"Sea and headland now grew dim. Pulses were beating in his eyes, veiling their sight, and he felt the fever of his cheeks." The American idiom “seeing red” probably comes from the experience of having adrenaline-charged blood rush through vessels in the eyeball. Intense anger can also produce a "fever" of blood in the cheeks, similar to the blush of embarrassment that has just suffused Mulligan's cheeks when confronted with his harsh words about Stephen and his mother's death: "A flush which made him seem younger and more engaging rose to Buck Mulligan's cheek."
But Stephen's physical passion is rooted in more depth of feeling and more understanding of personal dynamics. Mulligan is aware only of having committed a social impropriety: "I didn't mean to offend the memory of your mother." Stephen is angry because of something else, "the offence to me" created by his friend's callous indifference to his suffering.
Mulligan defends himself at length against what he thinks to be Stephen's anger at hearing his mother described as “beastly dead.” But between two freethinking men such a description should not be particularly disturbing; indeed, it is easy to imagine that someone raging at the loss of a loved one would sympathize with such a blunt statement. Saying “it’s only Dedalus,” however, is virtually certain to wound and antagonize. A person wrestling with grief feels acute narcissistic self-absorption: the foundations of life have collapsed, and yet the world somehow goes on all around, unconsciously, cruelly. To have one’s importance callously dismissed in such a state is maddening. Mulligan does it to an ostensibly close friend. He cannot understand why Stephen's feelings would be hurt, and he compounds the injury by going on the offensive and exploiting Stephen's guilt about how he treated his mother. All these actions betray a breathtaking unconsciousness and indifference.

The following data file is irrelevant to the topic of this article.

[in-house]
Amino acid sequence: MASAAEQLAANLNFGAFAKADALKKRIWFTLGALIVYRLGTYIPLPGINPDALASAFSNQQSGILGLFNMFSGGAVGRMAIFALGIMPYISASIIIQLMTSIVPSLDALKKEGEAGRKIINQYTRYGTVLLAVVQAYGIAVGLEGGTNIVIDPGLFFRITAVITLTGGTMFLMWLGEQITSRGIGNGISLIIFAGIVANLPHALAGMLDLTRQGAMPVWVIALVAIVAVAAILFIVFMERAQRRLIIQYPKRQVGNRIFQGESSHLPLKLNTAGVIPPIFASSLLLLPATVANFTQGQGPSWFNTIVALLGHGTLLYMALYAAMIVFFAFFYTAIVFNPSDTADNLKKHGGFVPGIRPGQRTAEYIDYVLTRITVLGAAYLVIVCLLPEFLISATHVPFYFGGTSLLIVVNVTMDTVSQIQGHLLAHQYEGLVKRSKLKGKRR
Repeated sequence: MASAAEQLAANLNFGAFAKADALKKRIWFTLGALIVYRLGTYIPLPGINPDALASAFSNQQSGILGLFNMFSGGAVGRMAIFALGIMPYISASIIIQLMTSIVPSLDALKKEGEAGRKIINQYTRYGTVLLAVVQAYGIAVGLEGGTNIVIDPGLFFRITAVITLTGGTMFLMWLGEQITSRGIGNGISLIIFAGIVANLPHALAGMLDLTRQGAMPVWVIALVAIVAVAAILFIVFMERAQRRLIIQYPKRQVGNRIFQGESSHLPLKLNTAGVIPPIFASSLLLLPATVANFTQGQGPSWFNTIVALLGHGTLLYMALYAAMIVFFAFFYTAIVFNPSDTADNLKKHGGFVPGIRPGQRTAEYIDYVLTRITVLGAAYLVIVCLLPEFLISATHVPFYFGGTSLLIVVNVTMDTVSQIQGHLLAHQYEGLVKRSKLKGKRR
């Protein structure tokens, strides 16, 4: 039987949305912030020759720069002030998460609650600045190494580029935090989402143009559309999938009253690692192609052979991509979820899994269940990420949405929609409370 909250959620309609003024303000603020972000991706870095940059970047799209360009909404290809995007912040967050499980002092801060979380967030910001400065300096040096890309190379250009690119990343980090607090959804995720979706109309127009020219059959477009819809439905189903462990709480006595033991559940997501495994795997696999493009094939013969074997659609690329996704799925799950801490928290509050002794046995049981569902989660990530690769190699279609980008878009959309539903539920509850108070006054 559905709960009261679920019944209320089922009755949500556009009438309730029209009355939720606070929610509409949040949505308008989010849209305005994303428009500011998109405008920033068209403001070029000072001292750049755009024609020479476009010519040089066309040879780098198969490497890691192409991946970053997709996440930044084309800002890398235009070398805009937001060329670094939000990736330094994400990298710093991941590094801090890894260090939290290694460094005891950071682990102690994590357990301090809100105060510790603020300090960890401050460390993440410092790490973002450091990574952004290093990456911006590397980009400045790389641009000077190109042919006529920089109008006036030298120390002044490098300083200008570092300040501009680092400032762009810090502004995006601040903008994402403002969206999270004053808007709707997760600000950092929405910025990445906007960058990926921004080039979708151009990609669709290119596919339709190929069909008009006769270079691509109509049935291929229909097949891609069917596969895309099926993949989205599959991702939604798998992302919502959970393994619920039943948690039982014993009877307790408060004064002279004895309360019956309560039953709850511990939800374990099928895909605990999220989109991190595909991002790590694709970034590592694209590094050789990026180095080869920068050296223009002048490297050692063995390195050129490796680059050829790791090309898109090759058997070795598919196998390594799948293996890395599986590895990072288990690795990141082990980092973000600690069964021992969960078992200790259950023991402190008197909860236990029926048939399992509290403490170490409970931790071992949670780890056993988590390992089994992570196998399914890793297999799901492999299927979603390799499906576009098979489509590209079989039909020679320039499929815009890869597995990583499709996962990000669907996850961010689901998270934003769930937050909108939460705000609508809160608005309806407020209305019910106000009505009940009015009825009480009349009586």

In the schemas which Joyce gave to Carlo Linati and Valery Larbaud, a bodily organ is associated with each episode of the book, with the exception of Stephen's chapters: Telemachus, Nestor, Proteus. The usual interpretation of this omission (almost certainly valid) is that Stephen, unlike Bloom, lives almost entirely in his head, and not in his body. There are limits to the validity of the insight, however. The pulses in Stephen's eyes, the fever in his cheeks, and "the gaping wounds" that Mulligan's words tear in his heart, show a man who, at this moment at least, is living very intensely and unhappily in his body. Mulligan, for all his athletic, hedonistic wellbeing, does not have a clue about the grief, love, and sympathy that a healthily embodied person feels.